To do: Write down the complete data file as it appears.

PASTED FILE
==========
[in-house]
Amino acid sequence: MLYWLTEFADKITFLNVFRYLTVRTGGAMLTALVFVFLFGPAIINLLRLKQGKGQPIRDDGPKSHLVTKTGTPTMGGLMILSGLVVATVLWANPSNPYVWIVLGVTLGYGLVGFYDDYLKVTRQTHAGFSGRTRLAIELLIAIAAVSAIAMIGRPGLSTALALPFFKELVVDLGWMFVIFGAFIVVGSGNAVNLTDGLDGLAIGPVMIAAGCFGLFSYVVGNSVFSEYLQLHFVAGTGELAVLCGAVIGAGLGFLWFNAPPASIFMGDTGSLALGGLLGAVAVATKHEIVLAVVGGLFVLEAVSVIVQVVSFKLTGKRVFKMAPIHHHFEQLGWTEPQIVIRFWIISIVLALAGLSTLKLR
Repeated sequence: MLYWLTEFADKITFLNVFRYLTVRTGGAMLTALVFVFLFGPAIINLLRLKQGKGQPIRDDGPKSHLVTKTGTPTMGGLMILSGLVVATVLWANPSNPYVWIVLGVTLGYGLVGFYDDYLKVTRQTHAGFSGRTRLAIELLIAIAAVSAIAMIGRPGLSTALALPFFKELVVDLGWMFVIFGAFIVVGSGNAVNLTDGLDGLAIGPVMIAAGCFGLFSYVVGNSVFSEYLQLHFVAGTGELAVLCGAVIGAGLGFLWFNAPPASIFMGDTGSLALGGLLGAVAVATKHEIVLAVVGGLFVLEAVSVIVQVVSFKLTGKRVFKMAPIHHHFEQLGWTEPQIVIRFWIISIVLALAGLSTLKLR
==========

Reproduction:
[in-house]
Amino acid sequence: MLYWLTEFADKITFLNVFRYLTVRTGGAMLTALVFVFLFGPAIINLLRLKQGKGQPIRDDGPKSHLVTKTGTPTMGGLMILSGLVVATVLWANPSNPYVWIVLGVTLGYGLVGFYDDYLKVTRQTHAGFSGRTRLAIELLIAIAAVSAIAMIGRPGLSTALALPFFKELVVDLGWMFVIFGAFIVVGSGNAVNLTDGLDGLAIGPVMIAAGCFGLFSYVVGNSVFSEYLQLHFVAGTGELAVLCGAVIGAGLGFLWFNAPPASIFMGDTGSLALGGLLGAVAVATKHEIVLAVVGGLFVLEAVSVIVQVVSFKLTGKRVFKMAPIHHHFEQLGWTEPQIVIRFWIISIVLALAGLSTLKLR
Repeated sequence: MLYWLTEFADKITFLNVFRYLTVRTGGAMLTALVFVFLFGPAIINLLRLKQGKGQPIRDDGPKSHLVTKTGTPTMGGLMILSGLVVATVLWANPSNPYVWIVLGVTLGYGLVGFYDDYLKVTRQTHAGFSGRTRLAIELLIAIAAVSAIAMIGRPGLSTALALPFFKELVVDLGWMFVIFGAFIVVGSGNAVNLTDGLDGLAIGPVMIAAGCFGLFSYVVGNSVFSEYLQLHFVAGTGELAVLCGAVIGAGLGFLWFNAPPASIFMGDTGSLALGGLLGAVAVATKHEIVLAVVGGLFVLEAVSVIVQVVSFKLTGKRVFKMAPIHHHFEQLGWTEPQIVIRFWIISIVLALAGLSTLKLR